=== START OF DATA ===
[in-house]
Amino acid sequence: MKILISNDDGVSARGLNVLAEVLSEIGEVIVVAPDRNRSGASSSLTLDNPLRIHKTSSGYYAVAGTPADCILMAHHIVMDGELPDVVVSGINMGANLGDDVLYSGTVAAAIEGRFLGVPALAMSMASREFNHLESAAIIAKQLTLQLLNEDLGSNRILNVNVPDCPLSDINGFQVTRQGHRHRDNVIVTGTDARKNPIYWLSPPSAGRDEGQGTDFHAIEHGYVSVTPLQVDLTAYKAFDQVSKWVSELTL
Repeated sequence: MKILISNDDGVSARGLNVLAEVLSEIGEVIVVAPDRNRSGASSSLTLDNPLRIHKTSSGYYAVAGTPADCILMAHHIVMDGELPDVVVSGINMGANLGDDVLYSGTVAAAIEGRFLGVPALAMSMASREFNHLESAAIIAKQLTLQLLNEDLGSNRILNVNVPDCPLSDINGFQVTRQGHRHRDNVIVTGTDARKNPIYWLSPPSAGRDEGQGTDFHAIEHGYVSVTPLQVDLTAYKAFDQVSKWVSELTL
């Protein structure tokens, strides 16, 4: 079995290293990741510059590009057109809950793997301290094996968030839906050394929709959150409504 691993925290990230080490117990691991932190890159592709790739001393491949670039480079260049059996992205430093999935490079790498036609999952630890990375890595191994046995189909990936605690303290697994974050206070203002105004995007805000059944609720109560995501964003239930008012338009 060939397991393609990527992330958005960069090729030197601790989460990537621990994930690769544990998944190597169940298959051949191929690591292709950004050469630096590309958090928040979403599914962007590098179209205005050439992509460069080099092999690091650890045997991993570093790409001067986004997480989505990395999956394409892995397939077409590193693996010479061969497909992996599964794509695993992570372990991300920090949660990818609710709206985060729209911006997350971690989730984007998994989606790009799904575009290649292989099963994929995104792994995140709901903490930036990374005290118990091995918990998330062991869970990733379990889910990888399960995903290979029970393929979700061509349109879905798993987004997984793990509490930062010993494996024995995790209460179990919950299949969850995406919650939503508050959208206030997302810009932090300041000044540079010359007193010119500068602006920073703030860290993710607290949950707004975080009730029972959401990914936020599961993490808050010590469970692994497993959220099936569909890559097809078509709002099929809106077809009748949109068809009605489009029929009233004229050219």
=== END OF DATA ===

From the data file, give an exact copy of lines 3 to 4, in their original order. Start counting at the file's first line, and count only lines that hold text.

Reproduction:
Repeated sequence: MKILISNDDGVSARGLNVLAEVLSEIGEVIVVAPDRNRSGASSSLTLDNPLRIHKTSSGYYAVAGTPADCILMAHHIVMDGELPDVVVSGINMGANLGDDVLYSGTVAAAIEGRFLGVPALAMSMASREFNHLESAAIIAKQLTLQLLNEDLGSNRILNVNVPDCPLSDINGFQVTRQGHRHRDNVIVTGTDARKNPIYWLSPPSAGRDEGQGTDFHAIEHGYVSVTPLQVDLTAYKAFDQVSKWVSELTL
């Protein structure tokens, strides 16, 4: 079995290293990741510059590009057109809950793997301290094996968030839906050394929709959150409504 691993925290990230080490117990691991932190890159592709790739001393491949670039480079260049059996992205430093999935490079790498036609999952630890990375890595191994046995189909990936605690303290697994974050206070203002105004995007805000059944609720109560995501964003239930008012338009 060939397991393609990527992330958005960069090729030197601790989460990537621990994930690769544990998944190597169940298959051949191929690591292709950004050469630096590309958090928040979403599914962007590098179209205005050439992509460069080099092999690091650890045997991993570093790409001067986004997480989505990395999956394409892995397939077409590193693996010479061969497909992996599964794509695993992570372990991300920090949660990818609710709206985060729209911006997350971690989730984007998994989606790009799904575009290649292989099963994929995104792994995140709901903490930036990374005290118990091995918990998330062991869970990733379990889910990888399960995903290979029970393929979700061509349109879905798993987004997984793990509490930062010993494996024995995790209460179990919950299949969850995406919650939503508050959208206030997302810009932090300041000044540079010359007193010119500068602006920073703030860290993710607290949950707004975080009730029972959401990914936020599961993490808050010590469970692994497993959220099936569909890559097809078509709002099929809106077809009748949109068809009605489009029929009233004229050219």